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S. 2525: Domains Critical to Homeland Security Act

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A bill to amend the Homeland Security Act of 2002 to require research and development to identify and evaluate the extent to which critical domain risks within the United States supply chain pose a substantial threat to homeland security, and for other purposes.

The bill’s titles are written by its sponsor.

Sponsor and status

Robert “Rob” Portman

Sponsor. Junior Senator for Ohio. Republican.

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Last Updated: Jul 28, 2021
Length: 7 pages
Introduced
Jul 28, 2021
117th Congress (2021–2023)
Status

Ordered Reported on Aug 4, 2021

The committees assigned to this bill sent it to the House or Senate as a whole for consideration on August 4, 2021.

Other activity may have occurred on another bill with identical or similar provisions.

Cosponsors

1 Cosponsor (1 Democrat)

Prognosis
10% chance of being enacted according to Skopos Labs (details)
Source

History

Jul 28, 2021
 
Introduced

Bills and resolutions are referred to committees which debate the bill before possibly sending it on to the whole chamber.

Aug 4, 2021
 
Ordered Reported

A committee has voted to issue a report to the full chamber recommending that the bill be considered further. Only about 1 in 4 bills are reported out of committee.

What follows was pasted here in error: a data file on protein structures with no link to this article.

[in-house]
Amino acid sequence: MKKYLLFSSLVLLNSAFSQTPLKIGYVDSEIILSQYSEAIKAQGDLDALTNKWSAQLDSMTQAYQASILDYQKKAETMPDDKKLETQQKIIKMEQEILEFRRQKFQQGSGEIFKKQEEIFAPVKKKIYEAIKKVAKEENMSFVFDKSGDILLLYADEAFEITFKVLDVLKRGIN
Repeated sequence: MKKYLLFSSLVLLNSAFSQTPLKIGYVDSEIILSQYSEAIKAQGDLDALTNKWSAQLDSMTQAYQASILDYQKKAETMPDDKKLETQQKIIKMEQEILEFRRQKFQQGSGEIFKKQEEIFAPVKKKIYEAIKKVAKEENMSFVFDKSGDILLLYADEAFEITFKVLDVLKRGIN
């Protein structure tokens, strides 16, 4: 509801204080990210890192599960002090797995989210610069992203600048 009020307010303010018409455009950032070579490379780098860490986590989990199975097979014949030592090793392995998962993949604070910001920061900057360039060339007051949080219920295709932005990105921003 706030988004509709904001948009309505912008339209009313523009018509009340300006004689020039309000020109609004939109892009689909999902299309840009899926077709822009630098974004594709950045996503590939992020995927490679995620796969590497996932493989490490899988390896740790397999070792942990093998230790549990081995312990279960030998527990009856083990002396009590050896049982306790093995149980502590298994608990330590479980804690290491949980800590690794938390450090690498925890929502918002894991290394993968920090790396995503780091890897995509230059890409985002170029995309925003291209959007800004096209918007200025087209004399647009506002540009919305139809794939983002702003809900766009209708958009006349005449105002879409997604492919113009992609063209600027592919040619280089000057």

If this bill has further action, the following steps may occur next:
 
Passed Senate

 
Passed House

 
Signed by the President

S. 2525 is a bill in the United States Congress.

A bill must be passed by both the House and Senate in identical form and then be signed by the President to become law.

Bills numbers restart every two years. That means there are other bills with the number S. 2525. This is the one from the 117th Congress.

How to cite this information.

We recommend the following MLA-formatted citation when using the information you see here in academic work:

“S. 2525 — 117th Congress: Domains Critical to Homeland Security Act.” www.GovTrack.us. 2021. September 17, 2021 <https://www.govtrack.us/congress/bills/117/s2525>

Where is this information from?

GovTrack automatically collects legislative information from a variety of governmental and non-governmental sources. This page is sourced primarily from Congress.gov, the official portal of the United States Congress. Congress.gov is generally updated one day after events occur, and so legislative activity shown here may be one day behind. Data via the congress project.